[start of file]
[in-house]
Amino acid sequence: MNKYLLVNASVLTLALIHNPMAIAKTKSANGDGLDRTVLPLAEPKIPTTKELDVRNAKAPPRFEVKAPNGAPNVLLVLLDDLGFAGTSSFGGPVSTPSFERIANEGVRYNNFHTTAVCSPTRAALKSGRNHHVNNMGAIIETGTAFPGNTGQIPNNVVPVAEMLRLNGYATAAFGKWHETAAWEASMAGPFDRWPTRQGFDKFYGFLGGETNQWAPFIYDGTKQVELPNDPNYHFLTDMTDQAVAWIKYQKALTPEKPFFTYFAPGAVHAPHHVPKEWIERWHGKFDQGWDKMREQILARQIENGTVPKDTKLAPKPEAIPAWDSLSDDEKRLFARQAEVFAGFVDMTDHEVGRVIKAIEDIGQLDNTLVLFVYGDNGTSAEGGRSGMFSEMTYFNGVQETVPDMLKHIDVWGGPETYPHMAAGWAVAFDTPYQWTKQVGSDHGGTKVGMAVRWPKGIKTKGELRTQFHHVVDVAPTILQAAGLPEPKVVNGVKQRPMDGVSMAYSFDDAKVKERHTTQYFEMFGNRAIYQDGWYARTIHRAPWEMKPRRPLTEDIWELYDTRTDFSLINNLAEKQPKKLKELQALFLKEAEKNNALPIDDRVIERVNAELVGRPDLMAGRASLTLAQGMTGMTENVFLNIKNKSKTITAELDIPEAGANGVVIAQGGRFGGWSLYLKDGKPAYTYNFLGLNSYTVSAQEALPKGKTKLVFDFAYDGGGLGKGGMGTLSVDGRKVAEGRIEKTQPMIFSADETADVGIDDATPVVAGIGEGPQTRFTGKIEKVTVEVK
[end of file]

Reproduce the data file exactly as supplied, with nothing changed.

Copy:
[in-house]
Amino acid sequence: MNKYLLVNASVLTLALIHNPMAIAKTKSANGDGLDRTVLPLAEPKIPTTKELDVRNAKAPPRFEVKAPNGAPNVLLVLLDDLGFAGTSSFGGPVSTPSFERIANEGVRYNNFHTTAVCSPTRAALKSGRNHHVNNMGAIIETGTAFPGNTGQIPNNVVPVAEMLRLNGYATAAFGKWHETAAWEASMAGPFDRWPTRQGFDKFYGFLGGETNQWAPFIYDGTKQVELPNDPNYHFLTDMTDQAVAWIKYQKALTPEKPFFTYFAPGAVHAPHHVPKEWIERWHGKFDQGWDKMREQILARQIENGTVPKDTKLAPKPEAIPAWDSLSDDEKRLFARQAEVFAGFVDMTDHEVGRVIKAIEDIGQLDNTLVLFVYGDNGTSAEGGRSGMFSEMTYFNGVQETVPDMLKHIDVWGGPETYPHMAAGWAVAFDTPYQWTKQVGSDHGGTKVGMAVRWPKGIKTKGELRTQFHHVVDVAPTILQAAGLPEPKVVNGVKQRPMDGVSMAYSFDDAKVKERHTTQYFEMFGNRAIYQDGWYARTIHRAPWEMKPRRPLTEDIWELYDTRTDFSLINNLAEKQPKKLKELQALFLKEAEKNNALPIDDRVIERVNAELVGRPDLMAGRASLTLAQGMTGMTENVFLNIKNKSKTITAELDIPEAGANGVVIAQGGRFGGWSLYLKDGKPAYTYNFLGLNSYTVSAQEALPKGKTKLVFDFAYDGGGLGKGGMGTLSVDGRKVAEGRIEKTQPMIFSADETADVGIDDATPVVAGIGEGPQTRFTGKIEKVTVEVK